Life is indeed a stitch!
Berryhill Heirlooms and Susie Gay present techniques, heirloom sewing, hand embroidery and other musings. Come and join in the fun with Susie, a Home Economist, and savor a little rest from your hectic day...and yes, it's a Degree she uses every day!

Saturday, June 4, 2022

Velveteen, Velveteen

 Velveteen is a tricky fabric to work with but -oh! - so gorgeous. I love it for all sorts of projects: Christmas stockings, crazy patch quilts (above), clothing, purses....the list goes  on.'s...tricky....and...finicky. So there are a few rules to working with this wonderful, elegant fabric.

#1 Nap.  Yup, that fuzzy stuff that can make or break a layout. One direction the velvet looks cool and brooding, the other direction it's rich, dark and mysterious. So you gotta decide which way you want your garment to lay on the fabric. I found out the hard way in high school...a corduroy jumper  (another napped fabric). Yep, I had it rich, dark and mysterious on the front, and cool and brooding on the back. Maybe I was channeling those difficult teenage years? So decide which direction to lay out your pattern pieces. I also found it was very helpful if I lightly marked the wrong side of the fabric with a chalk marker with an arrow pointing to the layout direction. Big arrows.....

#2 Layout:  Besides laying the pieces out in the direction you've chosen, pinning the pattern pieces doesn't work really well because of the thickness of the nap and "nap creep". Nap creep is the two different layers moving against each other almost involuntarily because of all those fibers sticking to the plush surface. The pattern wrinkles and moves as you pin. The solution?: pattern weights. Lots of them. It really does help. If you want to make some check my post here.

#3 Sewing: Yes, you guessed it again....that little devil nap causes problems with creeping seams. My solution is to pin FREQUENTLY at a 90 degree angle to the seamline. This keeps the creep from happening as you stitch the seam. Use very fine pins and keep them in the seam allowance to avoid marking the garment side of the fabric. Always do a sample first on the machine to check stitch length (about 2.5mm is good) and tension. Use an even-feed or roller foot, and slightly loosen tension.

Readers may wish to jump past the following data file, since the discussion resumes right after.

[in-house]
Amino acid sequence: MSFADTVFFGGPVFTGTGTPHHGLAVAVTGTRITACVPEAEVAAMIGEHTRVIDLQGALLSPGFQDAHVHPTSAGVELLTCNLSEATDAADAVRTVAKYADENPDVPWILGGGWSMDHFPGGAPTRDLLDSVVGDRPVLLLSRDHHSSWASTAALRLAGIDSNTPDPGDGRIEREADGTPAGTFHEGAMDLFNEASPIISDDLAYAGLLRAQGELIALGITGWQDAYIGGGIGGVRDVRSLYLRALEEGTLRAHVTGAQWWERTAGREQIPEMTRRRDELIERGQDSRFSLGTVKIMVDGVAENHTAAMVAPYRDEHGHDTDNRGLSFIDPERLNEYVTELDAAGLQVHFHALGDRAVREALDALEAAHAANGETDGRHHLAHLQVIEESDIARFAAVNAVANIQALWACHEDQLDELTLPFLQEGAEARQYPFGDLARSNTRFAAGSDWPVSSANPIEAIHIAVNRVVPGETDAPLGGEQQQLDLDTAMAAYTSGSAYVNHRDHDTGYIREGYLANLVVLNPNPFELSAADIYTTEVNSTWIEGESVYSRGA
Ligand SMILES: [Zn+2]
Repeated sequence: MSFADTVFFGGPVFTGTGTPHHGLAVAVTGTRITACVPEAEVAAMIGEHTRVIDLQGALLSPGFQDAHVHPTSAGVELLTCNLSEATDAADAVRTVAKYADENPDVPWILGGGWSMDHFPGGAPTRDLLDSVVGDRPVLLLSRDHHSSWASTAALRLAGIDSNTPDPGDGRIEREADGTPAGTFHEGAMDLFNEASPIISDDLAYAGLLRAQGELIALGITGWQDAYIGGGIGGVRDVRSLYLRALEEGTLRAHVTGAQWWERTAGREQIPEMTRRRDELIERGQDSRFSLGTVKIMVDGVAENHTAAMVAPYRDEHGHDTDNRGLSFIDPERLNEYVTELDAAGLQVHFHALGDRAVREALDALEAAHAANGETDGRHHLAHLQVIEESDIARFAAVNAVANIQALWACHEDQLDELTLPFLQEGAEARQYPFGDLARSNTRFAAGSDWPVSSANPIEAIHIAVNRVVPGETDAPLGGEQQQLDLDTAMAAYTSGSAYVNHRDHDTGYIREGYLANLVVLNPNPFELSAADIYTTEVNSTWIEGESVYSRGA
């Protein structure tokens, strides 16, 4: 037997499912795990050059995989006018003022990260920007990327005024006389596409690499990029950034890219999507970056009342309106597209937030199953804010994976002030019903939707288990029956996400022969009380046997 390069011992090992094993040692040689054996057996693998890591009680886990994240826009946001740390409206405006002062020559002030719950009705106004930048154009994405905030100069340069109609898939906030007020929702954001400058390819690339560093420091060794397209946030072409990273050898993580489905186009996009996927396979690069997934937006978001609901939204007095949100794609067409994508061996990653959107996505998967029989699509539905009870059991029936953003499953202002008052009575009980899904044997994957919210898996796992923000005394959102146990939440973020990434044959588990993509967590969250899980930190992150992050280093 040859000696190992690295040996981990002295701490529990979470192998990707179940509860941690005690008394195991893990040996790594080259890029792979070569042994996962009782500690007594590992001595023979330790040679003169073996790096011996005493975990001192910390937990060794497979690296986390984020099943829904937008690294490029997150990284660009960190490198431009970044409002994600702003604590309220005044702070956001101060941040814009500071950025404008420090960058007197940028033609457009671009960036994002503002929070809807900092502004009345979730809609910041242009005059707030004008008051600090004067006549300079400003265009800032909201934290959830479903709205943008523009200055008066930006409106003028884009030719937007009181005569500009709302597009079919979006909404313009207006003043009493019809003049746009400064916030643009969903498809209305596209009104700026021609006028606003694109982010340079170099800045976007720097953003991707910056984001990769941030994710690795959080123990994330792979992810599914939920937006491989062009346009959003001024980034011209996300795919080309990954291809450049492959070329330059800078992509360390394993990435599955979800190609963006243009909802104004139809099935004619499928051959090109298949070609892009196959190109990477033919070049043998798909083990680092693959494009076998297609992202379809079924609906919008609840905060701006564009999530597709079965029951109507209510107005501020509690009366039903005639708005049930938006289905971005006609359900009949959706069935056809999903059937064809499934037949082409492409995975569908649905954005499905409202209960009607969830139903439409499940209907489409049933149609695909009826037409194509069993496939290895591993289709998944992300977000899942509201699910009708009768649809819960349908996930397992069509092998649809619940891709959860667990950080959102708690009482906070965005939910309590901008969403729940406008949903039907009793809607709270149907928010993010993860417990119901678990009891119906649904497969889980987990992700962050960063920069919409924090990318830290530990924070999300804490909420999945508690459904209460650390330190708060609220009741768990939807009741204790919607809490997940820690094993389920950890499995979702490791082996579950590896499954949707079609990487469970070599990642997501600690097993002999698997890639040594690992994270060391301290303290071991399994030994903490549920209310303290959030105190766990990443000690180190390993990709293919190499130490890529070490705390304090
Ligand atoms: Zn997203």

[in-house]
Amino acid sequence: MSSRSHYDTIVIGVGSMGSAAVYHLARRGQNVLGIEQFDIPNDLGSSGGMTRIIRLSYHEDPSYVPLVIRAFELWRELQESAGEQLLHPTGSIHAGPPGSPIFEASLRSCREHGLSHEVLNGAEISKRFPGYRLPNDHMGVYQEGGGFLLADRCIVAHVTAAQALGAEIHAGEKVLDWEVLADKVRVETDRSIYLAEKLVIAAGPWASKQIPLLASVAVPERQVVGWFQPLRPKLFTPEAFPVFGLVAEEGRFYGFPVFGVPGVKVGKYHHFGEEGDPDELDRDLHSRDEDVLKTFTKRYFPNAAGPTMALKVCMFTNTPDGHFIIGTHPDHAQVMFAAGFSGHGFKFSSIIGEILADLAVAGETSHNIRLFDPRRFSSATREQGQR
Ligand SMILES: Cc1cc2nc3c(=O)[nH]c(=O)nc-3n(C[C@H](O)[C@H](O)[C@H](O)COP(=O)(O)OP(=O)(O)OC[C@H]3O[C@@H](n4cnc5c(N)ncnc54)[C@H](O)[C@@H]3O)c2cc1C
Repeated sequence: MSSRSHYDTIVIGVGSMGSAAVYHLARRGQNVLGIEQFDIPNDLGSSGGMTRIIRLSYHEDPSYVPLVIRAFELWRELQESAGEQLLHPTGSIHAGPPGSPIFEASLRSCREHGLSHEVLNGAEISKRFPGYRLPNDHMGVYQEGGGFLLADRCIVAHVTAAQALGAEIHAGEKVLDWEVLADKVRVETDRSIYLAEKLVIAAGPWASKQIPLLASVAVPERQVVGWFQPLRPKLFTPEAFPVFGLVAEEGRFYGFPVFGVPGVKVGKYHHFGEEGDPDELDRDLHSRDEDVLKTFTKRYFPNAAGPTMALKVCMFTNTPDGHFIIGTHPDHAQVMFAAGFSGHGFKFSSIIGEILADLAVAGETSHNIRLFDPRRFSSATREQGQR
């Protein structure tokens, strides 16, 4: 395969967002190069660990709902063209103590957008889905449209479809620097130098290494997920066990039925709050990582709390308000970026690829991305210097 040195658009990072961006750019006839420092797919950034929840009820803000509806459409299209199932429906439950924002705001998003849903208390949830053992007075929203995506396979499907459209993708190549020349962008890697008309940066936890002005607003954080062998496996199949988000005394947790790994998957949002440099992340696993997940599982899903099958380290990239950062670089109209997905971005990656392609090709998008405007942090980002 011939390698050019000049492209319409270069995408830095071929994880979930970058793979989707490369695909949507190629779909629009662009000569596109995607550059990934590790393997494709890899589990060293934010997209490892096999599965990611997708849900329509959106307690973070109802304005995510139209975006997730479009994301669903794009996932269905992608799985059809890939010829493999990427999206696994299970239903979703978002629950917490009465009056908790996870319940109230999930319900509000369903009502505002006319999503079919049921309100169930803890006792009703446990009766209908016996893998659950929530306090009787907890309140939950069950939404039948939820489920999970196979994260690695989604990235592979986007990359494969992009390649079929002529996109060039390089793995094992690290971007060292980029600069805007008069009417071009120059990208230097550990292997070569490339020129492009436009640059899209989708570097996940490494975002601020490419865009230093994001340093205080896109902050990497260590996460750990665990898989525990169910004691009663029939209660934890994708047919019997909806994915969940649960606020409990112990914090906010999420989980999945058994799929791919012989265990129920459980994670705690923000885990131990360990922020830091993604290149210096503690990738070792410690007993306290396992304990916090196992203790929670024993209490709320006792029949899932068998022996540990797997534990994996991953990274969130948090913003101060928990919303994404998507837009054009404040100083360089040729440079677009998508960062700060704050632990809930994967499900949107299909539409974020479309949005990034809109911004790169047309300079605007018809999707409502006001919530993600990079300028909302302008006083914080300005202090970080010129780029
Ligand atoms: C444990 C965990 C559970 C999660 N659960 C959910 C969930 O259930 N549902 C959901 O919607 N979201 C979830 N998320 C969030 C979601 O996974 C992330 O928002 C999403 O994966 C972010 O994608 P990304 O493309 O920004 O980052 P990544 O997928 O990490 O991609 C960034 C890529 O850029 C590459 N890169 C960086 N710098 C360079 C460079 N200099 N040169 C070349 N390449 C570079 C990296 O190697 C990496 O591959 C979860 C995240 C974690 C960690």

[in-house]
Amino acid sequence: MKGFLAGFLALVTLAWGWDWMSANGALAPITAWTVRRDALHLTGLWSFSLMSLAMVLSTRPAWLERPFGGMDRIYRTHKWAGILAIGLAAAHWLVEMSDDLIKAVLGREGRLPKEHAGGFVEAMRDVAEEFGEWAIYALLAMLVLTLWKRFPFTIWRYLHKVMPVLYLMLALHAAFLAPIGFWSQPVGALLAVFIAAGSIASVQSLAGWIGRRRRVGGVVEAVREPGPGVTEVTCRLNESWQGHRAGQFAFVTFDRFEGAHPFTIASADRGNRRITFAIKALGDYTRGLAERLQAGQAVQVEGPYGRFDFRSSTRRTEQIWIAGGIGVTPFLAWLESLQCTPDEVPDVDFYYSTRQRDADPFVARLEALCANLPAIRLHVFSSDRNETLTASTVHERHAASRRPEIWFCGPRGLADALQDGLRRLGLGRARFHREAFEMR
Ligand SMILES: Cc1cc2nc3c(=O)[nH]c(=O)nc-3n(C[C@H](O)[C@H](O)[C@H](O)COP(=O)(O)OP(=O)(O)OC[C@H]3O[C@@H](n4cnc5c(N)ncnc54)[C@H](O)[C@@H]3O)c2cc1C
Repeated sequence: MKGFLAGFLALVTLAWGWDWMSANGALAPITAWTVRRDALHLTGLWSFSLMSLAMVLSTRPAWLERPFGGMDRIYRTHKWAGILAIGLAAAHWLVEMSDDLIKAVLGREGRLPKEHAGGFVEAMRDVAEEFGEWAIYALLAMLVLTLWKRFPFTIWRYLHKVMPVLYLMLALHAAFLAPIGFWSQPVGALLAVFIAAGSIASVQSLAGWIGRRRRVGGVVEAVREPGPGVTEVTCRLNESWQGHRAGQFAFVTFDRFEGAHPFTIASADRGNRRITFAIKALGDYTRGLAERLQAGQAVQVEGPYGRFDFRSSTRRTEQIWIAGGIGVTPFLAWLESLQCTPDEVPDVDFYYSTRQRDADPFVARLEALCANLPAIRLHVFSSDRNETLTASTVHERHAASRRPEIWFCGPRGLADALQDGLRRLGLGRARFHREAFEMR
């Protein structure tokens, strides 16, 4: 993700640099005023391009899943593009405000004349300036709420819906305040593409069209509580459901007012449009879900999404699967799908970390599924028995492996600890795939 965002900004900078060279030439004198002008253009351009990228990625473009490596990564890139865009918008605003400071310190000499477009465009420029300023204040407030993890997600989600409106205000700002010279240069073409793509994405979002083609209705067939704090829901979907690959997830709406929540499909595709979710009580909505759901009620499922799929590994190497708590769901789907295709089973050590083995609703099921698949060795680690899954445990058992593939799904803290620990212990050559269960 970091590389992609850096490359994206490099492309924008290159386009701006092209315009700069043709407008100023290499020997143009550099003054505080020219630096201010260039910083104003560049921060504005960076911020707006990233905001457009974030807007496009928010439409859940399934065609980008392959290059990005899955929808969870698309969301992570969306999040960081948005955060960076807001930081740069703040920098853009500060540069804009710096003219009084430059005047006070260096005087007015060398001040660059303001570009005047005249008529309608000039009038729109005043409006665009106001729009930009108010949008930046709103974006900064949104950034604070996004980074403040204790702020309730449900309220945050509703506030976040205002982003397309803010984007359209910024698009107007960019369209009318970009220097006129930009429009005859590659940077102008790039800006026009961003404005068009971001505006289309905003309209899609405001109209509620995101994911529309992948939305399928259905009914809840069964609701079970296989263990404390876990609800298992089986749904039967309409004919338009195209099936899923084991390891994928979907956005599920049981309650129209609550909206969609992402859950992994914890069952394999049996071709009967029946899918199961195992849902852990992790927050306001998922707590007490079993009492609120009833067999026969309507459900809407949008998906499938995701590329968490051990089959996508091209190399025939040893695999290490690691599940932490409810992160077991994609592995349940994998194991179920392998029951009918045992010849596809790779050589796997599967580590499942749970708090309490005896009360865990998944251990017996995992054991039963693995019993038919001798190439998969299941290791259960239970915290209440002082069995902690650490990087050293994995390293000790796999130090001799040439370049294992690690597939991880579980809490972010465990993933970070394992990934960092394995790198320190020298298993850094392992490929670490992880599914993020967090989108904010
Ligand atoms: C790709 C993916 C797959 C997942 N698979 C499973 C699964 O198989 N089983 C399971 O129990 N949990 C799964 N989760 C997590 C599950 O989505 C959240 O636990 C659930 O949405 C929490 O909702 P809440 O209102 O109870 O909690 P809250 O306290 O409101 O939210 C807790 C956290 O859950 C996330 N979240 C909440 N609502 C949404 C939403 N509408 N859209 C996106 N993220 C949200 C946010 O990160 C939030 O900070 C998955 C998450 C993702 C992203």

#4 Pressing: Pressing matters....nap can get crushed so steam pressing, not ironing (there is a difference) is best done on a needle board or over a thick bath towel with the nap facing into the board/towel. A needle board can be actual needles , a wire needle board.

Extra Large Velvet Pressing Needle Board, Made in Japan

Other velvet needle boards are more like the soft side of velcro (not the hook side). I found mine at a thrift store still in it's original packaging.

#5 Details. I like to use a Universal 80/12 needle and DMC 50wt Machine Embroidery Cotton Thread (which is more like a 60 weight thread) for sewing the garment together. A simple zigzag works for finishing the seams (I do not have a serger). Light weight linings work well with cotton velveteen. Seam binding works really well for the hem, avoiding extra thickness of a turned under edge that is hand hemmed. I still hand hem but the light weight seam binding allows me to carefully and lightly hand hem. Pins can cause marks, so I am extra careful to use very fine pins on the hem, or anywhere on the dress when constructing.

#6 Facings and interfacings. Always, always make a sample first to test any fusible interfacings, which are normally applied to the racings and not the garment. If need be, insert a sew-in facing if the fusible does not give the desired result.

#7.  Lint Roller...yes, you read that right, a common lint roller. The velveteen pesky "fluffs" float everywhere from the cut edges and all over the sewing table and floor. I run that roller over the surfaces and the rug, even the finished sewn item to keep the fluffs under control. 

In a nutshell, velveteen requires some special techniques but the results are definitely worth the extra time and effort. What am I making with it, you ask? Can't share that just yet.......
Happy Stitching!!

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